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Victory Lap: Five Minutes (or so) with Dax Rodriguez of Victory Networks

Dax Rodriguez recently joined Victory Networks, a market data and high-speed connectivity provider, as head of business development. An industry veteran in the fin-tech space, he has served as president of Livevol and worked at Deutsche Borse, Chicago Board of Trade, Ballista Securities and E*Trade Securities. We sat down with him to discuss his latest move, as well as recent developments in the technology space, what microstructure, how firms are cutting tech costs, plus compliance and transparency issues.

Q: How long has Victory Networks been around and how did you come to join?

A: Victory Networks has been around for more than 10 years, but in 2013 it merged with SailFish Systems and the SailFish team took leadership positions.

We’ve been around for a long time providing colocation and exchange hosting services and data, and now we’ve expanded. The company went from 30 customers to 60 in a little over a year. They needed help handling the growth and making sure we continue the momentum and they brought me along to help with that.

Until recently, we were only focused on derivatives trading firms and exchanges in the U.S., but now our footprint has expanded internationally. We will start providing CME data, and we’re co-locating in Aurora to provide co-location services and data feeds for all the U.S. exchanges as well.

In addition to co-location and direct exchange connectivity services, Victory Networks provides managed services such as private lines, VPN connectivity and Internet.

We also provide a wide breadth of data products, including data feeds. Victory has data feed handlers for our raw feeds, and we provide an API for our consolidated feeds. Victory provides a lot of value and flexibility for firms, and that’s something I think was missing from the industry for a long time.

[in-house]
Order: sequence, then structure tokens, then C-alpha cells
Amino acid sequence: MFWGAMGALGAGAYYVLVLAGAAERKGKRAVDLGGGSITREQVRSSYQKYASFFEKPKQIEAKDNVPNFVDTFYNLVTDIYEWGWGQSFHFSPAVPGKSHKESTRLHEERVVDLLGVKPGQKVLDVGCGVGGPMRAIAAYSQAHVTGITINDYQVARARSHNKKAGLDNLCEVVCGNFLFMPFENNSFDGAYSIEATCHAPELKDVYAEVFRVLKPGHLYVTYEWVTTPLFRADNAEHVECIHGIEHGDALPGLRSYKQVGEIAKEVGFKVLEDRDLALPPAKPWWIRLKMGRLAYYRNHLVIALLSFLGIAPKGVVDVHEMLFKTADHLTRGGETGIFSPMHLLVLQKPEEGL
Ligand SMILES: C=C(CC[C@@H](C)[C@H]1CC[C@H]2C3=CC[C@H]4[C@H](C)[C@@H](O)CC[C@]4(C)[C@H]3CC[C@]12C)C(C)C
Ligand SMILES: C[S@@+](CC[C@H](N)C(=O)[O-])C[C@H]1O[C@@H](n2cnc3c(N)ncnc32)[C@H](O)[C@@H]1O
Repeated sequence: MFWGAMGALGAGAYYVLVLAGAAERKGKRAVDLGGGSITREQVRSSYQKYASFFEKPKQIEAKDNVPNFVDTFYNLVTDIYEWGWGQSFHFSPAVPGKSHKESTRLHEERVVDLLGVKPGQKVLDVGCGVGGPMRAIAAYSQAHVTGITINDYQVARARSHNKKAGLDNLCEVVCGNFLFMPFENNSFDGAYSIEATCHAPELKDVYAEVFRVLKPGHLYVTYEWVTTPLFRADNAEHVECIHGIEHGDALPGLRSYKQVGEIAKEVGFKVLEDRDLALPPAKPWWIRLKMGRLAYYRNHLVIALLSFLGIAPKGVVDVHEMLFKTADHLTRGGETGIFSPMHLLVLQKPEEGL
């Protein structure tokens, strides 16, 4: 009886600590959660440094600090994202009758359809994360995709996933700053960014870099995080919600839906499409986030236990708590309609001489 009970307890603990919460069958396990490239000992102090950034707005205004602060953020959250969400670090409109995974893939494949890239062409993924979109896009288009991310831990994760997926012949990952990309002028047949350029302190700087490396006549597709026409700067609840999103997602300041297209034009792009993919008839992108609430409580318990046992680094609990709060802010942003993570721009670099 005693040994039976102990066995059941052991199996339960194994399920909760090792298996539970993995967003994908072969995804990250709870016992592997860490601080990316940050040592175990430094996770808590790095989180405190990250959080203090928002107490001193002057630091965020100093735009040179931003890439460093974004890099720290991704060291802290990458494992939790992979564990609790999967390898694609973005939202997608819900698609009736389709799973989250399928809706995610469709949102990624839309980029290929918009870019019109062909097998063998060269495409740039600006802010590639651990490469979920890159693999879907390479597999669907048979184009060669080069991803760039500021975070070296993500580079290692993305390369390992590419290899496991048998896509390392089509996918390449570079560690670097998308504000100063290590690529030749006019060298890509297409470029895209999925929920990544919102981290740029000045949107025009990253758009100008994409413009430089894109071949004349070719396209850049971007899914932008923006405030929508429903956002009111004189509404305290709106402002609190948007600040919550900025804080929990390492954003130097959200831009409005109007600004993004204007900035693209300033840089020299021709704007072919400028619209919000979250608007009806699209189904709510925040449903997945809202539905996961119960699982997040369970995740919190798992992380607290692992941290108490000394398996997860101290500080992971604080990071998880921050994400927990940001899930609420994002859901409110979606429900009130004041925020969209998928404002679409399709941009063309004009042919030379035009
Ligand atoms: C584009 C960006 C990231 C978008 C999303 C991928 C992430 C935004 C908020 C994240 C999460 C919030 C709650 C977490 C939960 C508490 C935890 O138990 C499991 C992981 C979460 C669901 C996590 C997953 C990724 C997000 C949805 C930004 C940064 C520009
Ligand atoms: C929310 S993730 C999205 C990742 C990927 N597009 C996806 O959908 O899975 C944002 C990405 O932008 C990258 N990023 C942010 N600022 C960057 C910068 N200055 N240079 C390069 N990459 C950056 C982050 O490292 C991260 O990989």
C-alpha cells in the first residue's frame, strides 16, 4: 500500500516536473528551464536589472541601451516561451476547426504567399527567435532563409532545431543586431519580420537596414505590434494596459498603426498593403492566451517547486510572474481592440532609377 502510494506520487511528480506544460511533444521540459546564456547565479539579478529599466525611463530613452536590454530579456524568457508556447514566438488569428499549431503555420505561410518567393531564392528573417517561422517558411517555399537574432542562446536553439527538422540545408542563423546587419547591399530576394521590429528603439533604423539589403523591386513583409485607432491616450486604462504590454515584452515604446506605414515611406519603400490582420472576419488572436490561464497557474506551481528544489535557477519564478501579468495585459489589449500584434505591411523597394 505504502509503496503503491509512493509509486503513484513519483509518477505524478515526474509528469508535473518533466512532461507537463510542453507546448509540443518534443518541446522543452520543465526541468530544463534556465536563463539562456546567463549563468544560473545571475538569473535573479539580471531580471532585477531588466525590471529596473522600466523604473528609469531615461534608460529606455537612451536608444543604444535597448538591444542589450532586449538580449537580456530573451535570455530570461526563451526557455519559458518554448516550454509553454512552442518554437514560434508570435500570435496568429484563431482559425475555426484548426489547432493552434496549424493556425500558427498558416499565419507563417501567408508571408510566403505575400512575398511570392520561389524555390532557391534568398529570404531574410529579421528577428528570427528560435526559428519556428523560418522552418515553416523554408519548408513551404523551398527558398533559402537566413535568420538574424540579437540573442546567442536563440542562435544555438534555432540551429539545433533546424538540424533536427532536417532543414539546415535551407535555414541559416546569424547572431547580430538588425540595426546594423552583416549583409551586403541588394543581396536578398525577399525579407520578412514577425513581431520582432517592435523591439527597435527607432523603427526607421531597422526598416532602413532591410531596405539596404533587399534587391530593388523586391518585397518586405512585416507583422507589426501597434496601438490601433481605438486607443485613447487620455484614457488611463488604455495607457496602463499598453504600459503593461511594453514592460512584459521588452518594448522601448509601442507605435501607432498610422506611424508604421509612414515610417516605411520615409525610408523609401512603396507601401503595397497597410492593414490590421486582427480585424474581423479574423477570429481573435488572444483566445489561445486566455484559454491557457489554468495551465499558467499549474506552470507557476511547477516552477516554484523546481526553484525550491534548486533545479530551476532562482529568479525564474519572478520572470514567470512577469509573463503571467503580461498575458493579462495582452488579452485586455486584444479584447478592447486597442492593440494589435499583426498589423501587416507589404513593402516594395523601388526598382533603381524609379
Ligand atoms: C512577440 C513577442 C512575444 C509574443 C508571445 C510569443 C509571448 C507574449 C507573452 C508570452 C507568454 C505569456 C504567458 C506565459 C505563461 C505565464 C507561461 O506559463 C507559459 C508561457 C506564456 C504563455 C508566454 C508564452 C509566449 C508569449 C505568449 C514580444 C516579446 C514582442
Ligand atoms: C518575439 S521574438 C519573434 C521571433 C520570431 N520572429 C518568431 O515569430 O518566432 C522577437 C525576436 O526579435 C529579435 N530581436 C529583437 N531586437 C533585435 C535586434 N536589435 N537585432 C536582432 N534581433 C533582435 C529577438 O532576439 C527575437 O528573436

Some large firms make you sign 2- to 3-year agreements and they hold you to that contract, even if you want to scale up or down. In the current environment firms need to be flexible, so if you can’t help your customers stay fit and nimble you do them a disservice.

This firm is headed by ex-traders who didn’t like how they were treated by vendors, so they started their own firm and incorporated their philosophy into the way we treat customers and handle contracts. Everyone always wants to have a long term contract, but sometimes it’s too difficult. And if we help them out they will stick with us. And if they grow we will as well. A lot of people say they are flexible, but the policies don’t reflect that.

Some of the newer firms are disrupting the industry because of their flexible policies. Resilience is very important to the industry, especially for trading firms. There is a lot of talk about how brokerages and exchanges are constantly down because of legacy technologies. Victory is built on state of the art, spine leaf network infrastructure that helps us scale and adapt to constantly evolving technology.

We have always talked about microstructure and how that has affected the industry. Smarter guys who understand microstructure do a lot better because they can get more edge trading. Whether its latency processes or just better technology, knowing how the microstructure works is crucial.

Q:  What is microstructure and how does your company deal with it?

A: Boiled down, trading firms have to know where is the best place to execute your trades and where it is more cost efficient to do a certain strategy… Do you know, for example, that many firms are moving away from the Weehawken data center in New Jersey and towards NY4 in Secaucus? If you are latency-sensitive, you want to be in NY4. BATS co-location is moving from Weehawken to NY4, for example. And in the equity options market some exchanges are better for trading certain strategies than others because of the exchange rules and fees.

Our firm caters to people who can’t afford the technology they need to keep up with other firms. We provide the technology to them because things they could buy on their own would cost $30,000, whereas if they get it from us it will cost them $5,000. The firms we provide tech to are smart but not big enough to go directly to an exchange and buy a direct connection, get all the data, pay the exchange fee, do all the reporting. So we handle that for them.